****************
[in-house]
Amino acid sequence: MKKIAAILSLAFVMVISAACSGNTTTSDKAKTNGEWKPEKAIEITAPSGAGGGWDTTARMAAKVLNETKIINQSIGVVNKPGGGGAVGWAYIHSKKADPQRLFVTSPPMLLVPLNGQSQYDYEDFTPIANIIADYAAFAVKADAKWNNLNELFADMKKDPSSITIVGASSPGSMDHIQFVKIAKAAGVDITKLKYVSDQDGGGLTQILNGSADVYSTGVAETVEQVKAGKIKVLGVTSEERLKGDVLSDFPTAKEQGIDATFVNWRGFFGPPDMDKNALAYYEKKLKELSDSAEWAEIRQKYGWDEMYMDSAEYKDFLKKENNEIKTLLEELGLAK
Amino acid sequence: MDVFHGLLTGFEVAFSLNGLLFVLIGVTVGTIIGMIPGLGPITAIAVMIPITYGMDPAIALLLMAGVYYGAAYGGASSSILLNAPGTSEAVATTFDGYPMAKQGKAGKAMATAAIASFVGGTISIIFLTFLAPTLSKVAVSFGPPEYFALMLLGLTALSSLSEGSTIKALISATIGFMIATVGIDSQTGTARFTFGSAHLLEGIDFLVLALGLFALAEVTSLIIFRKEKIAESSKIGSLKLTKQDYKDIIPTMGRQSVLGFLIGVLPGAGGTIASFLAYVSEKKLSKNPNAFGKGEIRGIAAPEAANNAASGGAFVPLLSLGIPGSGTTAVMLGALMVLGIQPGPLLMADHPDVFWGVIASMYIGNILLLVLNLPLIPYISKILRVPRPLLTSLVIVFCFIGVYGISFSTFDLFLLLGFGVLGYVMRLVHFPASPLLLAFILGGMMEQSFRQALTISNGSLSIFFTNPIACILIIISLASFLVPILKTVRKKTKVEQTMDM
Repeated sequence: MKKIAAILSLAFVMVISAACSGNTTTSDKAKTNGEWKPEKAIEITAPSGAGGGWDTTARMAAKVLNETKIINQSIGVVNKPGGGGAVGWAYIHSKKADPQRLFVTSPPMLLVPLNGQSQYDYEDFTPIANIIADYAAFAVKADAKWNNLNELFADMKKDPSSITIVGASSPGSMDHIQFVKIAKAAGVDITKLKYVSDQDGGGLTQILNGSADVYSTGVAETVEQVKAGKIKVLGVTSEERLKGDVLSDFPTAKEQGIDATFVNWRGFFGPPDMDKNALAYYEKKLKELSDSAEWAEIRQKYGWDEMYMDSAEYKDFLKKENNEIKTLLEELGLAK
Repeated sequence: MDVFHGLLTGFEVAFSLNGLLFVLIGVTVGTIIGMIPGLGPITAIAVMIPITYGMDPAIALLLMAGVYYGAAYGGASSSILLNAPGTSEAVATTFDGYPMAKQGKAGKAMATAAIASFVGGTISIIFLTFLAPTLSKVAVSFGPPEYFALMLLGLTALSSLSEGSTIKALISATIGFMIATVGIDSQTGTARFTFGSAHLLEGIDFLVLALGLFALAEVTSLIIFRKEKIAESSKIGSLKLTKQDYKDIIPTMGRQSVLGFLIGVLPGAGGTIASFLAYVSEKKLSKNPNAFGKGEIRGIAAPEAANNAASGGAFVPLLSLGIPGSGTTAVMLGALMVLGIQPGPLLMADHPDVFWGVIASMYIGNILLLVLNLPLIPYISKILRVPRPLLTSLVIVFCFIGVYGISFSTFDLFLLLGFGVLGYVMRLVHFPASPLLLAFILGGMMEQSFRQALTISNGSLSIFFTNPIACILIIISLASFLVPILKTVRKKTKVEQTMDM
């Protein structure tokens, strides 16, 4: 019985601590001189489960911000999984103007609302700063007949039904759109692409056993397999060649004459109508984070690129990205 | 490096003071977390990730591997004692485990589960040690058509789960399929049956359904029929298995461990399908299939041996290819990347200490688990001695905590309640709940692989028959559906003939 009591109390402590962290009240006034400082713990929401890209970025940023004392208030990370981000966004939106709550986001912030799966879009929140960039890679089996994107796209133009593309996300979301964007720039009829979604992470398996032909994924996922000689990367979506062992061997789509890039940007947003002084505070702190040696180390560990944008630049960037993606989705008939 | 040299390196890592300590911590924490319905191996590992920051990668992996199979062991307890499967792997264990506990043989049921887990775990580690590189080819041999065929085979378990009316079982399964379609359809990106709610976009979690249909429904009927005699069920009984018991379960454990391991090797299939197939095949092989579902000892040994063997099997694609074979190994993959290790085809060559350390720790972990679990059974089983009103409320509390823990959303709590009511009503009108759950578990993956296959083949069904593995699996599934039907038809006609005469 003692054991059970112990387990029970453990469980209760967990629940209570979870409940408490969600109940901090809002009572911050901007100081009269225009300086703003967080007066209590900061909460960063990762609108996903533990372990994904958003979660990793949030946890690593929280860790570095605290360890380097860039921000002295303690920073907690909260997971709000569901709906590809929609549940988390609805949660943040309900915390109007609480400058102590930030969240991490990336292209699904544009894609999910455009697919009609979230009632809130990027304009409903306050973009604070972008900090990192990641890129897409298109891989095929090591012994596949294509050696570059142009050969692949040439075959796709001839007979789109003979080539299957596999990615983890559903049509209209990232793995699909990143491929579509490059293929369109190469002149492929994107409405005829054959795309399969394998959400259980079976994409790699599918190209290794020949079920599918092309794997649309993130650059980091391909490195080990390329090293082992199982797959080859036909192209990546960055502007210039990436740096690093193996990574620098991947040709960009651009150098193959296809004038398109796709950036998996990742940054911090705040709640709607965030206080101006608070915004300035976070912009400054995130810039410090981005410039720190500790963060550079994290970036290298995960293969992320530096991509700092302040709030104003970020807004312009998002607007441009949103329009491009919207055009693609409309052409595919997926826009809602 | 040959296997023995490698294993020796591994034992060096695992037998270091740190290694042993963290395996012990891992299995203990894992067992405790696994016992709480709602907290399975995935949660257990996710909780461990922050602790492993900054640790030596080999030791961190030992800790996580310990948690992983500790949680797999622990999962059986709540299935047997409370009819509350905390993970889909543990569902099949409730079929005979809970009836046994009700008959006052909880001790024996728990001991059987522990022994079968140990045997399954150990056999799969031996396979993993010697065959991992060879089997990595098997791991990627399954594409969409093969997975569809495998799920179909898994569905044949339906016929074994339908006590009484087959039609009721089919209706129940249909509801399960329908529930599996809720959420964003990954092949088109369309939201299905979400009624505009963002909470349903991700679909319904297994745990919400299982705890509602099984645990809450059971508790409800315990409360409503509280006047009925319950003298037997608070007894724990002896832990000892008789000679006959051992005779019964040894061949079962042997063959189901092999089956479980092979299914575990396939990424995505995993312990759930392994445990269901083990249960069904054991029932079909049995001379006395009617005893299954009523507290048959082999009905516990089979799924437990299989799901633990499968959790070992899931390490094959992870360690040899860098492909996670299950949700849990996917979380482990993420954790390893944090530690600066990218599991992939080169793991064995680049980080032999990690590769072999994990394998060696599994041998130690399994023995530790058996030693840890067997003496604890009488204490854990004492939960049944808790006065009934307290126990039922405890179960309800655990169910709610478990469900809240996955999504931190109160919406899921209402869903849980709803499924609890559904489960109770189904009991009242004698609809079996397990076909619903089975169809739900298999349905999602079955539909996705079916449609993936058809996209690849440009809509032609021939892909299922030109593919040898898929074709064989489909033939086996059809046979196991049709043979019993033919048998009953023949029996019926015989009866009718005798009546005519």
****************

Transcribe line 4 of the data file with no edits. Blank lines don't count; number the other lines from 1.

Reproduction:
Repeated sequence: MKKIAAILSLAFVMVISAACSGNTTTSDKAKTNGEWKPEKAIEITAPSGAGGGWDTTARMAAKVLNETKIINQSIGVVNKPGGGGAVGWAYIHSKKADPQRLFVTSPPMLLVPLNGQSQYDYEDFTPIANIIADYAAFAVKADAKWNNLNELFADMKKDPSSITIVGASSPGSMDHIQFVKIAKAAGVDITKLKYVSDQDGGGLTQILNGSADVYSTGVAETVEQVKAGKIKVLGVTSEERLKGDVLSDFPTAKEQGIDATFVNWRGFFGPPDMDKNALAYYEKKLKELSDSAEWAEIRQKYGWDEMYMDSAEYKDFLKKENNEIKTLLEELGLAK